Wowie zowie! This is great. What you do is play both, and tap the second to put your artifact critter into play. Then sack it to the Grinding Station to mill your opponent; this untaps Summoning Station. Rinse, lather, repeat, until you mill them out of cards. This all happens at instant speed so it’s impossible to stop. I built a deck right away and started playtesting, and was getting turn 3 and 4 kills pretty easily. It even had the slim possibility of winning on the second turn, albeit this would almost never happen. The stats if you drew first were even better. I was tweaking and Goldfishing and getting much better at it, making the correct decisions and shaving off the turns required to combo out. Until I realized one small problem.

The spoiler I was using was wrong. Oh so wrong. Here is the real text of Summoning Station:

Tap: Put a 2/2 colorless Pincher creature token into play. Not an artifact creature token, you stupid noob.

This basically destroyed my combo. I wept, then I got mad, then I wept again. I’d already put about ten hours into the stupid thing and I just couldn’t let it go. In order to make the combo work, I had to add in Mycosynth Lattice. This made the deck clunky and terrible; my win condition had gone from two cards to three, and two of them cost six or more mana. It was a nightmare. On the other hand, I have a very high respect for Mycosynth Lattice and tested it extensively in the build I have below before eschewing it favor of Artificer’s Intuition, which proved to be much more synergistic. In the right deck (and I’m not talking about March of the Indestructibles) this card is the bomb from New York to Milan. Wait a second, this requires a digression (a la #3, and possibly even #5).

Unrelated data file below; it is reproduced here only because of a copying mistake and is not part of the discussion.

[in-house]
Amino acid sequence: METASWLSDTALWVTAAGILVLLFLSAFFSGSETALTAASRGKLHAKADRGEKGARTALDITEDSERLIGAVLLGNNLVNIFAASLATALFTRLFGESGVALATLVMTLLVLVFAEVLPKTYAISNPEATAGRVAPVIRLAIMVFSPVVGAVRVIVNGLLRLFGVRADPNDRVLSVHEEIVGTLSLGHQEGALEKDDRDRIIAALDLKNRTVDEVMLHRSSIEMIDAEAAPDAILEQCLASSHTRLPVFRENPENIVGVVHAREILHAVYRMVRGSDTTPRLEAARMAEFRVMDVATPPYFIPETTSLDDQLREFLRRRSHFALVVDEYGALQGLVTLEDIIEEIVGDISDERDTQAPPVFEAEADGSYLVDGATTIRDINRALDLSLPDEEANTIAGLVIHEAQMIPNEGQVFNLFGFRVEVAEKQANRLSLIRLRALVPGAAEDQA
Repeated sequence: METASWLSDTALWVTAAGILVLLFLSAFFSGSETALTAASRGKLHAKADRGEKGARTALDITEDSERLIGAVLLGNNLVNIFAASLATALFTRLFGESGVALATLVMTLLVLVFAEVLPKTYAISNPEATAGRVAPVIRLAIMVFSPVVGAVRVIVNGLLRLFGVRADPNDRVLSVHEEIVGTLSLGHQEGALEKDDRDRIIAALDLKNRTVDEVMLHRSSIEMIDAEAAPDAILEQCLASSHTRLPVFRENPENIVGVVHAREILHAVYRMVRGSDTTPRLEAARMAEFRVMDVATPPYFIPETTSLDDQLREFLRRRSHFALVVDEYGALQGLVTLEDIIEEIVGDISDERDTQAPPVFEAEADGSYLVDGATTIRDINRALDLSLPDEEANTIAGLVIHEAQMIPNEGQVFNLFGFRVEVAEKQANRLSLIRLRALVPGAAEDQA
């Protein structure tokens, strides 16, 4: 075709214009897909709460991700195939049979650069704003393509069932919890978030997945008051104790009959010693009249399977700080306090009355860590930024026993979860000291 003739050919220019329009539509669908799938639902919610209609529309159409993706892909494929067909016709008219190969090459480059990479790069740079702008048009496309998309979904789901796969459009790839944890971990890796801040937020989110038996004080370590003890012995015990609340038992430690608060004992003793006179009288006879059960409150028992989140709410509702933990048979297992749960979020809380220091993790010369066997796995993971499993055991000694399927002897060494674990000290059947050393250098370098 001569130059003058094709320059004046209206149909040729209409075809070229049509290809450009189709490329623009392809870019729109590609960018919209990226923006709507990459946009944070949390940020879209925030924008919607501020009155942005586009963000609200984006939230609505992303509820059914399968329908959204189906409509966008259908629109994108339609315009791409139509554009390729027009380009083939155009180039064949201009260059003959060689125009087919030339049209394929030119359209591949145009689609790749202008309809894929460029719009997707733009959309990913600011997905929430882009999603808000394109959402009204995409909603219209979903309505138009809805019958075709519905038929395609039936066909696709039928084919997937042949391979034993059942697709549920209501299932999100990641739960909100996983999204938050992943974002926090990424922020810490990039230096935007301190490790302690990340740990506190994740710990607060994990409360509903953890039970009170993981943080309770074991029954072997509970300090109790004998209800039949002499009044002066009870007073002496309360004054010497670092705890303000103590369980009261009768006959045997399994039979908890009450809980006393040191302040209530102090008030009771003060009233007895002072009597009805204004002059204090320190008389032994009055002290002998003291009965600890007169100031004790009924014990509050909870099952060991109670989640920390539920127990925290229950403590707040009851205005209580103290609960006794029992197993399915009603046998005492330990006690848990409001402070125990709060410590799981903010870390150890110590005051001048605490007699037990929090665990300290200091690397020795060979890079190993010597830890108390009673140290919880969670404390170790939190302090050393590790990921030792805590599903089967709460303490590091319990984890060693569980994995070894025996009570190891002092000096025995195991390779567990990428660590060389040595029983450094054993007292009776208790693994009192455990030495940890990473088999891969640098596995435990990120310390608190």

Top One Song List:

1. Missy Elliot – Cop that Sh*t (hoody hoo!)

You know, after reading one of Knut’s recent articles, I realized that almost all the feature writers know each other and talk to each other online. And they have actually played each other and playtest and do all kinds of things – together. What do I have to do to get the other kids to like me? [Get online? Definitely listen to more Missy E. – Knut]

Honorable Mention:

Justin Timberlake – Cry Me a River

What’s up with all these lists? Anyway, I’m sure you’ve had enough suspense. I’m going to unveil the deck now. Hopefully there are enough Douglas Adams fans in the house to understand the reference here, and if you’re not a fan, you’re missing out.

The Restaurant at the End of the Universe*

4 Krark-Clan Ironworks

4 Chrome Mox

3 Talisman of Progress

3 Pentad Prism

2 Artificer’s Intuition

4 Serum Visions

4 Roar of Reclamation

4 Thirst for Knowledge

4 Read the Runes

3 Fireball

3 Thoughtcast

2 Fabricate

2 Concentrate

4 Seat of the Synod

4 Ancient Den

4 Great Furnace

4 Glimmervoid

2 Vault of Whispers

You can probably understand the basic idea of the deck from just looking at it, but for me to really explain the difficult decisions you will have to make I need to do the card-by-card first. Here it is:

Krark-Clan Ironworks

Like I said above, this is the mana engine and the heart and soul of your deck. You have to get one to win.

Talismans / Chrome Mox / Pentad Prism